- By Thomas Gnau Staff Writer
Dayton-area employers continue to see a need to hire new employees, the latest quarterly survey from Manpower Group indicates.
Twenty-one percent of surveyed employers plan to increase staff levels, Manpower said in its just-released survey. That’s down from the 24 percent who had the same plans in the third quarter of the year, but higher than the 20 percent of employers who planned on more hiring in the same quarter of 2017.
By far, most surveyed local employers — 71 percent — plan to keep staffing where it is today, according to Manpower. That’s about the same as the previous quarter (70 percent), and just under the fourth quarter of 2017 (72 percent).
Planning to cut employment: Five percent of surveyed companies, Manpower said. Six percent indicated plans to cut in the previous quarter and the final quarter of 2017.
Three percent of local employers weren’t sure of their hiring plans.
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The percentage of those planning to decrease staff levels subtracted from those planning to hire leaves a “net employment outlook” of 16 percent, Manpower said. That’s a bit lower than last quarter’s net outlook (18 percent) but higher than the net outlook in the fourth quarter last year (14 percent).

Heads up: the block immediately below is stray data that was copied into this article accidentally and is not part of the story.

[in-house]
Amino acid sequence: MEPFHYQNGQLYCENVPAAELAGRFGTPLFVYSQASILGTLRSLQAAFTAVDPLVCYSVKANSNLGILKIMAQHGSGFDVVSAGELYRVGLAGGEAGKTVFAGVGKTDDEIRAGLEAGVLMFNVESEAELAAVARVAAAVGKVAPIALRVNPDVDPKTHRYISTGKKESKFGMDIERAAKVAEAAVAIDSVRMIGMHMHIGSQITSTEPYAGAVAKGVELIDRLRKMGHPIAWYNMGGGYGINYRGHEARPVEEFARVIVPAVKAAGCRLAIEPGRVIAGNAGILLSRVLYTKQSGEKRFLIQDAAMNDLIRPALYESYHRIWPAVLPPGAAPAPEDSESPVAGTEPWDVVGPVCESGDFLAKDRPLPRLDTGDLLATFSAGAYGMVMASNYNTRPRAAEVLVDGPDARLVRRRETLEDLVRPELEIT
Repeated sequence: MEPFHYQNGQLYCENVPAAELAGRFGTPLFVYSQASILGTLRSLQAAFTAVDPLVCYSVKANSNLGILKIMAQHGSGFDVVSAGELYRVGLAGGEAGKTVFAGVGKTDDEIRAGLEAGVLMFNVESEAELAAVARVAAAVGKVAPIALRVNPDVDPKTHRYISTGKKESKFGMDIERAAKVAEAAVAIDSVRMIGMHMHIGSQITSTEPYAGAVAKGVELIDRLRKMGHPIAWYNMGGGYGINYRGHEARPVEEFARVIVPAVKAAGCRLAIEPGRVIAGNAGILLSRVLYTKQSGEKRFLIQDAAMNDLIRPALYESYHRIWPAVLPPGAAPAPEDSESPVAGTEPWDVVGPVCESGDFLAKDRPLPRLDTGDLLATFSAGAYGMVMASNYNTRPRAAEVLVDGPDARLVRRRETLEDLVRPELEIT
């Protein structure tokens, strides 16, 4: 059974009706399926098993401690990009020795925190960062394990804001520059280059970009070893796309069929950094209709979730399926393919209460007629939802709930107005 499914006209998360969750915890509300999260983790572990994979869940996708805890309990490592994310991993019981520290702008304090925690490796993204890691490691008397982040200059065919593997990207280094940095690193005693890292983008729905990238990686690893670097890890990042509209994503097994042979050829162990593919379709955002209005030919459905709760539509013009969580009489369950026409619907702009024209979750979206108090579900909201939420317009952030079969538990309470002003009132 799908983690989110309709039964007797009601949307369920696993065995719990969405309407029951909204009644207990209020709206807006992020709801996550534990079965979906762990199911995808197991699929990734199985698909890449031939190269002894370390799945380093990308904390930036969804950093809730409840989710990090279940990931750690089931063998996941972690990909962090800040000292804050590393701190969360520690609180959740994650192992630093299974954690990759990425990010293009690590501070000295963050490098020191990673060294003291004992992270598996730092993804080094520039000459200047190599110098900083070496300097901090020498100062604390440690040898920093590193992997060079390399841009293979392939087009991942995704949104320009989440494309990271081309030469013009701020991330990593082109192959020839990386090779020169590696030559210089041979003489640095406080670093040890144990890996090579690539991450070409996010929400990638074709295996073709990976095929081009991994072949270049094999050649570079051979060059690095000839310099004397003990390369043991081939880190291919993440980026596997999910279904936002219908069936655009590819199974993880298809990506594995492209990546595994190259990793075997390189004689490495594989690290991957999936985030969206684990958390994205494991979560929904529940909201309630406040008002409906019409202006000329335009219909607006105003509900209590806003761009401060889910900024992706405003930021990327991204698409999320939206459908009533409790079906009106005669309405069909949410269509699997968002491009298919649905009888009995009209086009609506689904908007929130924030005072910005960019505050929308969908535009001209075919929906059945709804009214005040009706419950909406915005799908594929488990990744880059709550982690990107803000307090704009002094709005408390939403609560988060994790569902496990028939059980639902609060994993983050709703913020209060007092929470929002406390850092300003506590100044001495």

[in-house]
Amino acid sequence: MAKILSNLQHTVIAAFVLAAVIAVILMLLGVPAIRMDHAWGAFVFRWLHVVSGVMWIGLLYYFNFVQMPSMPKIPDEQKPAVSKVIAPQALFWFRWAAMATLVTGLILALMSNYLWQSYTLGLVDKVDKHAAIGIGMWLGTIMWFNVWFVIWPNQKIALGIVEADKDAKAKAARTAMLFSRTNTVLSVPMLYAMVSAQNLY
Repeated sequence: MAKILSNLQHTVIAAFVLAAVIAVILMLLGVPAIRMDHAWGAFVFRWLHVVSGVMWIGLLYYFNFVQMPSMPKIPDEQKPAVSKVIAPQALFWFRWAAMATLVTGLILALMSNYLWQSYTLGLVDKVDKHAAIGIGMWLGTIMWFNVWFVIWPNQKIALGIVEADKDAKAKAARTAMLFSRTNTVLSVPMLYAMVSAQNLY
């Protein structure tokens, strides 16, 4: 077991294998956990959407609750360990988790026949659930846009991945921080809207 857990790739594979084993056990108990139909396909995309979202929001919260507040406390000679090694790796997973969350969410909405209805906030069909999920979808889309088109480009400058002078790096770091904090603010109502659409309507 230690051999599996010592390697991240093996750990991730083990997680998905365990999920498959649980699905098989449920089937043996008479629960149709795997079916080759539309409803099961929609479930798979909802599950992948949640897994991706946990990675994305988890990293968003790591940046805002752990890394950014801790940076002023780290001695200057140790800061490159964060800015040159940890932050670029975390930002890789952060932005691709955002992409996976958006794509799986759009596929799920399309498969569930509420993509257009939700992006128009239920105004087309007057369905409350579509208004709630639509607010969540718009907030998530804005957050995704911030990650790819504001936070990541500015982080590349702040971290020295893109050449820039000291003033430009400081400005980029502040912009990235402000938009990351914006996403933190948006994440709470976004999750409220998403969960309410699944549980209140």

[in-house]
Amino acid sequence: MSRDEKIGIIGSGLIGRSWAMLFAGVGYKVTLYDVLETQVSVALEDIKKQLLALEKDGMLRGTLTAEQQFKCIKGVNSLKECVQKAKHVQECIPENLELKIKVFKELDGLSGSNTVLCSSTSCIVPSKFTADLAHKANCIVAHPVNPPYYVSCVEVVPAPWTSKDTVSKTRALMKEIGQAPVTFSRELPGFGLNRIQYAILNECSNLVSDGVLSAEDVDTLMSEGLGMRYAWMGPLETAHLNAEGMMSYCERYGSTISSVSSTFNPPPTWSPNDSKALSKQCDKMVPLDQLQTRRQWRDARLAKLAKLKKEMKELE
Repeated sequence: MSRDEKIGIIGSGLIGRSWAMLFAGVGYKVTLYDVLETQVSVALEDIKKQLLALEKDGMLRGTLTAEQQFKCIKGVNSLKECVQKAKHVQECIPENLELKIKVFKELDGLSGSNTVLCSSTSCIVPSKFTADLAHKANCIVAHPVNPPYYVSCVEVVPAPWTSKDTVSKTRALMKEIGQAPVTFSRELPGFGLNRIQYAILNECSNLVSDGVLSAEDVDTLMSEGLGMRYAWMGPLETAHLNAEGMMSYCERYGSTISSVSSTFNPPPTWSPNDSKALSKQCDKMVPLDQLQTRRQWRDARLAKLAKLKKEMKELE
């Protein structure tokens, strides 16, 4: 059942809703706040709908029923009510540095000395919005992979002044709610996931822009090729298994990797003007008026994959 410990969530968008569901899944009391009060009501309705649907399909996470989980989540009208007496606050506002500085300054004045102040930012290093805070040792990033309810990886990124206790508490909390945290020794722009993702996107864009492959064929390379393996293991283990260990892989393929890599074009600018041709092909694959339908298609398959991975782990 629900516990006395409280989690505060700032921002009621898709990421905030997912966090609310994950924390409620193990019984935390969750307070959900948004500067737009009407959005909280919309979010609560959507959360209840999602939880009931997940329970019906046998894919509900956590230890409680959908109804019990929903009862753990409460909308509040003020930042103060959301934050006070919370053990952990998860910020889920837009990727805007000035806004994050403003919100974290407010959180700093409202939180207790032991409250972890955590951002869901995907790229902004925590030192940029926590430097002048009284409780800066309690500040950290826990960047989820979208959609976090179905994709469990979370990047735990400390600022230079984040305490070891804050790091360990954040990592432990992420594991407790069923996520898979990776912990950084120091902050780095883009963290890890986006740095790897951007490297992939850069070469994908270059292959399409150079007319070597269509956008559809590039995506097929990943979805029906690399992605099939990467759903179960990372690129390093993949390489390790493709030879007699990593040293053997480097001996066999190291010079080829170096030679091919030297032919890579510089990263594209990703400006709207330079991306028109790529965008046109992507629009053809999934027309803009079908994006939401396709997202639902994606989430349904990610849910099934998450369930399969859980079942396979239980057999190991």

The best prospects in the coming quarter are familiar by now in the Dayton area: Durable and non-durable goods manufacturing, construction, transportation, wholesale and retail trade, financial activities and more, Manpower said.
Hiring will be unchanged in information, leisure and hospitality and government, the survey showed.
Manpower does not say how many local employers were surveyed, but nationally, more than 11,500 were, the company said.
Nationally, 22 percent plan on hiring and five percent thought they would cut staffing in the next quarter. Again, 71 percent were planning to stay where they were and two percent were unsure.
On Friday, the U.S. government reported that the U.S. economy proved stronger than economists’ expectations in August, adding just over 200,000 jobs nationally while the consensus expectation among economists was closer to 190,000 new jobs.
The jobless rate nationally remain lodged at 3.9 percent for August.
Nationally, some of the biggest industries pushing for workers included construction, which added 23,000 jobs and has increased by 297,000 over the year.